California missed an opportunity to bring our mobile communications networks into the modern age with Gov. Jerry Brown’s veto of Senate Bill 649, which could have paved the way for 5G to spread across the state.
Brown blocked the bill because he believed it took too much power away from local municipalities that want control over where the small 5G cell towers go, but he left the door open to revisiting the issue.
If a similar bill comes before the Legislature, it will be important for everyone involved to learn from the veto and ensure local officials are motivated to support the policy. This turned into a dispute between technology advocates and local governments. It’s a shame, because it is in everyone’s interest for California to upgrade to 5G.
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There’s more at stake here than just reducing how long it takes to stream videos on your phone. According to Accenture, 5G could create more than $160 billion in benefits and savings. California is the global center of innovation. Imagine how much more we could do with a statewide system that moves data as much as 10 times faster than the current network.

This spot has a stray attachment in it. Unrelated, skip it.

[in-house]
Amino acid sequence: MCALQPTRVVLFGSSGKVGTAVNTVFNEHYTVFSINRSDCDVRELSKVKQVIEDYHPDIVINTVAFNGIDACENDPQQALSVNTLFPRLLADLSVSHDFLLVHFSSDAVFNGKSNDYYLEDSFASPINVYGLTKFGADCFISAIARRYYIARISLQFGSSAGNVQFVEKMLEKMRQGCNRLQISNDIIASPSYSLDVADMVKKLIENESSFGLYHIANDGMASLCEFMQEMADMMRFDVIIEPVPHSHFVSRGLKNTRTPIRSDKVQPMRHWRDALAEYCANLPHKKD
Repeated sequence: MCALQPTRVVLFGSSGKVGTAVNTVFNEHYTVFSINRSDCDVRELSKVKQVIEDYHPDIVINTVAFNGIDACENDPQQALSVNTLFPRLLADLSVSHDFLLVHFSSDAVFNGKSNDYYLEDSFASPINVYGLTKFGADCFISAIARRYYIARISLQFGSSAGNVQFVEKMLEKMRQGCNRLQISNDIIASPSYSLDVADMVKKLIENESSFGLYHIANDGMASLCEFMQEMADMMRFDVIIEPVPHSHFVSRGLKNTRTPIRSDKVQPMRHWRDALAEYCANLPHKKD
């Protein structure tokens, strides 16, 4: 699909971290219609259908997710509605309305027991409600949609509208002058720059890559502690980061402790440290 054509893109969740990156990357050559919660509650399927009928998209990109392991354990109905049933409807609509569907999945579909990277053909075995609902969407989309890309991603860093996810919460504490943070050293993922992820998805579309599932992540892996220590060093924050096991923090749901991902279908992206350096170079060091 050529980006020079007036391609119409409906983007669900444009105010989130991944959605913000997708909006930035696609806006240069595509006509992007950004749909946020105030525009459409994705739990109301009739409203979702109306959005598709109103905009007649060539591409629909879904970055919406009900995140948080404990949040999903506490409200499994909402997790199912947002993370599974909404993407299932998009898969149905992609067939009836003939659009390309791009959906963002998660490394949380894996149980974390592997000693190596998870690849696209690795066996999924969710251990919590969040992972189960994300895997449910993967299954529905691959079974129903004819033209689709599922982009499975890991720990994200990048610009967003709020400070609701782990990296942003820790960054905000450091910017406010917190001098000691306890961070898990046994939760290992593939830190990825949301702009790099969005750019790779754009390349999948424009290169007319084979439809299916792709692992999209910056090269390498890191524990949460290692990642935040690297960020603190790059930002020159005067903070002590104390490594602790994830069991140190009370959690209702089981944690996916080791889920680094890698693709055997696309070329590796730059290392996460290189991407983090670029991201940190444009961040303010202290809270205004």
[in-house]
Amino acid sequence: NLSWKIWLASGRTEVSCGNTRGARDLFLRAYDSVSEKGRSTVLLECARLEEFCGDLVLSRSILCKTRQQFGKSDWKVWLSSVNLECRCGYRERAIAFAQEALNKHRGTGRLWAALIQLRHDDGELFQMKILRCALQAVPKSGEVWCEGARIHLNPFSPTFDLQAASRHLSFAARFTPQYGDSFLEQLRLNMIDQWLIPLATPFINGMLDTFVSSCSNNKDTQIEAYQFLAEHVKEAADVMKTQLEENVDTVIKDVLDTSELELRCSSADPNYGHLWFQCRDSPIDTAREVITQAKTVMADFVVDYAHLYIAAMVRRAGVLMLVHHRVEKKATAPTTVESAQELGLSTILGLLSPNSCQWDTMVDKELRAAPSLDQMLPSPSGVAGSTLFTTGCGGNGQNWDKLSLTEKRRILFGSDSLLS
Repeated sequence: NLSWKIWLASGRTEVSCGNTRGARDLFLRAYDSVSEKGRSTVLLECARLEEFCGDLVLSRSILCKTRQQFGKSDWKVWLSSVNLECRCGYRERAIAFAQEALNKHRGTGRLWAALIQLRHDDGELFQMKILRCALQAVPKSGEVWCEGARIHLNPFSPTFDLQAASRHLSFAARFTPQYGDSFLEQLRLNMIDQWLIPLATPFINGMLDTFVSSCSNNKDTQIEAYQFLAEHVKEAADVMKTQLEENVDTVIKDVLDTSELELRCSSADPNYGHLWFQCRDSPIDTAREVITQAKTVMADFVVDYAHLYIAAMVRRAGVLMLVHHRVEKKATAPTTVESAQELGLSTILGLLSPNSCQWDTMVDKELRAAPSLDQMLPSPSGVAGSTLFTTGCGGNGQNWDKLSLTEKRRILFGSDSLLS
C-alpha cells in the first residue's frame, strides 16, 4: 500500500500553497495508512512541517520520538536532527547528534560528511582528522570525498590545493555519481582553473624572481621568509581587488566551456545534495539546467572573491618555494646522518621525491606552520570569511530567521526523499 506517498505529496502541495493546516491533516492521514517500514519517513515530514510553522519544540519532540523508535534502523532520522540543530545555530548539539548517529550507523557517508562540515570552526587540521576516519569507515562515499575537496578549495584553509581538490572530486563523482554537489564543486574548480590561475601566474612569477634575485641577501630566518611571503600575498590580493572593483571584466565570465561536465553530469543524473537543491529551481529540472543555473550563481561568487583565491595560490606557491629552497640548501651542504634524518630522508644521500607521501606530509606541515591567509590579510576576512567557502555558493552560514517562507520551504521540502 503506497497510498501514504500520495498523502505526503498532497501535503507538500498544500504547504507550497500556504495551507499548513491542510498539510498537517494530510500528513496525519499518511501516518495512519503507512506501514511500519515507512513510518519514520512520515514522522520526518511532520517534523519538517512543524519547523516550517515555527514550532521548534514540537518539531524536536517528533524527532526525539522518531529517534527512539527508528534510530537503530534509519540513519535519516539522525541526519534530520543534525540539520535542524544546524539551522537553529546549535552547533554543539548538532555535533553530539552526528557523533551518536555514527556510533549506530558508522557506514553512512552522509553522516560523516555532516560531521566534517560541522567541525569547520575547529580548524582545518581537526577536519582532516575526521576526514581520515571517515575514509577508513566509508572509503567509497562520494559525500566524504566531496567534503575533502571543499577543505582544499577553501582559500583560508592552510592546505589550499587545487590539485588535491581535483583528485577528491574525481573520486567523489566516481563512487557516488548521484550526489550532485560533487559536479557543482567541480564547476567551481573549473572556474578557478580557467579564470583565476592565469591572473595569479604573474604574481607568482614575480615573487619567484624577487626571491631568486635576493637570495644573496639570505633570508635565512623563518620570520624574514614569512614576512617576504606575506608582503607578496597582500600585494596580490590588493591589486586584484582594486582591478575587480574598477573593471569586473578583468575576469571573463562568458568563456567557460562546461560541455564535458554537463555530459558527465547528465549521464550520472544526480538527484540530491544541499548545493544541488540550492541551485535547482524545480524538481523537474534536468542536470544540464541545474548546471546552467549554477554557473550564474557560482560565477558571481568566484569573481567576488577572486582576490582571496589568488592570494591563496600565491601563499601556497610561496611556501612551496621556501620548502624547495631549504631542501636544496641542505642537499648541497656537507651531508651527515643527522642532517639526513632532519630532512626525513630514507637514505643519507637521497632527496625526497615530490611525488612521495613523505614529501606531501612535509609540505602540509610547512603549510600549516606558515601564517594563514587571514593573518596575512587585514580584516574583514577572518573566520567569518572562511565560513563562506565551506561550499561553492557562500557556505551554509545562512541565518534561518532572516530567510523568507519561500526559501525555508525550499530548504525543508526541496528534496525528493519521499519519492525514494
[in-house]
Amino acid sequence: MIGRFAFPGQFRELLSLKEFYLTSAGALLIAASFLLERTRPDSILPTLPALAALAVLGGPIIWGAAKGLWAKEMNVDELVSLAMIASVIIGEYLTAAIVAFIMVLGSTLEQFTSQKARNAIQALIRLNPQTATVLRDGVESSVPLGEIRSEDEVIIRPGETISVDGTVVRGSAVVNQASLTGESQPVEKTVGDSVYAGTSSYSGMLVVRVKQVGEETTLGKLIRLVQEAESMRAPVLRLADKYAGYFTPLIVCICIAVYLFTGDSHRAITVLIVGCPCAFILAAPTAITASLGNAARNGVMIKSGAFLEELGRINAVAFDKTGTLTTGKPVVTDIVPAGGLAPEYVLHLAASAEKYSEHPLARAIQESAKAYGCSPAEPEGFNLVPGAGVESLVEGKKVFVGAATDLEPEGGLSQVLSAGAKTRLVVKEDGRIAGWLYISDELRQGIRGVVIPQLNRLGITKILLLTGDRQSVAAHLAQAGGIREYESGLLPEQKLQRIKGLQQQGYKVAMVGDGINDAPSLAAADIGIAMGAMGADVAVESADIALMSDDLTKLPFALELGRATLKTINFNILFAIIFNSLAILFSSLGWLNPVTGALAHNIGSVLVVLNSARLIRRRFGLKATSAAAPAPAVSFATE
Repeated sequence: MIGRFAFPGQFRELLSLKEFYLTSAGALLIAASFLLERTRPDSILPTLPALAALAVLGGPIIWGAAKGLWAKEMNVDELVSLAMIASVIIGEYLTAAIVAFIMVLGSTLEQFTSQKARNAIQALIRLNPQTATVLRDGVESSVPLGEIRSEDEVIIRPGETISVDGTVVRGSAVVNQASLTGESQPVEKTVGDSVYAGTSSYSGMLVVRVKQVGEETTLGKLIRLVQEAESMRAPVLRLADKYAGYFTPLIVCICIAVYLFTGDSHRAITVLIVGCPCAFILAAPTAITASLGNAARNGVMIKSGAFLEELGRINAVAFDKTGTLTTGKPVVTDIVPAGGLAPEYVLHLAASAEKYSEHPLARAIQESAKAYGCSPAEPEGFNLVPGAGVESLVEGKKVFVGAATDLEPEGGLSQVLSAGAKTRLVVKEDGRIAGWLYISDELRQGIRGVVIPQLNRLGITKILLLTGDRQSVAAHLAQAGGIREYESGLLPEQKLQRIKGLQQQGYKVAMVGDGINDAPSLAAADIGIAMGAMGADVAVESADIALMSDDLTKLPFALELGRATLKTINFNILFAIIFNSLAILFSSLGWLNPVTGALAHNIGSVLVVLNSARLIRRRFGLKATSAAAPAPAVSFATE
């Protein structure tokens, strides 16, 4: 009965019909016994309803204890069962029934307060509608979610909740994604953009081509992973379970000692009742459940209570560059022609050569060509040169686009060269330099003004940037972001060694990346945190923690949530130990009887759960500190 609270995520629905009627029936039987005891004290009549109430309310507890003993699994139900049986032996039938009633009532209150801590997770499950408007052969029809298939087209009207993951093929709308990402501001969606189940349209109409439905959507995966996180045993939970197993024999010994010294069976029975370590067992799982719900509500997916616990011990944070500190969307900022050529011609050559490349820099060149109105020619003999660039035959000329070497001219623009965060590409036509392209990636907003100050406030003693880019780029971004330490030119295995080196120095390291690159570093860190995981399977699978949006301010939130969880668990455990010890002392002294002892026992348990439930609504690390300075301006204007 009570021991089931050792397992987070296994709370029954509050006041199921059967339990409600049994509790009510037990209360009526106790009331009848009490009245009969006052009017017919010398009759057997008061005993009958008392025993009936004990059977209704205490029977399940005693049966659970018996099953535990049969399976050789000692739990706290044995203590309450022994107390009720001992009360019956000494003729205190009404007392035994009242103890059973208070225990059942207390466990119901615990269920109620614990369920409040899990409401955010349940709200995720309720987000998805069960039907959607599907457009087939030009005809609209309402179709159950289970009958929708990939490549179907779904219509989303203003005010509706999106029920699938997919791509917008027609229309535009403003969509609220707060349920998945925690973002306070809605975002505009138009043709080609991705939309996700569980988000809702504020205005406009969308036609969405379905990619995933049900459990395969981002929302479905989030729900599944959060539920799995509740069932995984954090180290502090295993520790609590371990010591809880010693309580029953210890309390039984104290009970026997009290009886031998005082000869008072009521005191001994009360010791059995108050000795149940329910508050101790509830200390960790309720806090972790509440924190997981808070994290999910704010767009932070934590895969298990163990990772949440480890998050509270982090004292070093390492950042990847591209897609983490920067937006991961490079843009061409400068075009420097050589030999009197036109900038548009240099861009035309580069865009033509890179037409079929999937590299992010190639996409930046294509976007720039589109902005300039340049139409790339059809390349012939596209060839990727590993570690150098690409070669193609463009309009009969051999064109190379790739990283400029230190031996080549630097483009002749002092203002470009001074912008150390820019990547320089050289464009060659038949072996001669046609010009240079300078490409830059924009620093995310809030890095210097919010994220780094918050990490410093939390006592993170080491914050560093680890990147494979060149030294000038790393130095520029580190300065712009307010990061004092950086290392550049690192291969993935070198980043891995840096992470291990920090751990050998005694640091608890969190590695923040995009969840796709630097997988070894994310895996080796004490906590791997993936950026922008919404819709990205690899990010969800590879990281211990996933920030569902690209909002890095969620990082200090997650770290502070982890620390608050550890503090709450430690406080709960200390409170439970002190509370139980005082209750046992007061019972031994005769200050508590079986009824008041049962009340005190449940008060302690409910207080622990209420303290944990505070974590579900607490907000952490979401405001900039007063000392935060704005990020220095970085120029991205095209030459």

A widely deployed 5G network could also help close the digital divide that shuts too many people out of the digital age and make it easier for them to improve their education and find new jobs online.
Local governments should want these benefits to education, health care, transportation and economic development. But local officials were never convinced of the advantages of uniform rules for small cells. While local control is important, it’s disappointing that this important bill died because of that one issue.
Some of this failure falls on tech advocates. We can forge collaborative relationships between technology companies and local communities. We shouldn’t give up on 5G.
Kish Rajan is chief evangelist at CALinnovates, a nonpartisan technology advocacy coalition. He can be contacted at kish@CALinnovates.org.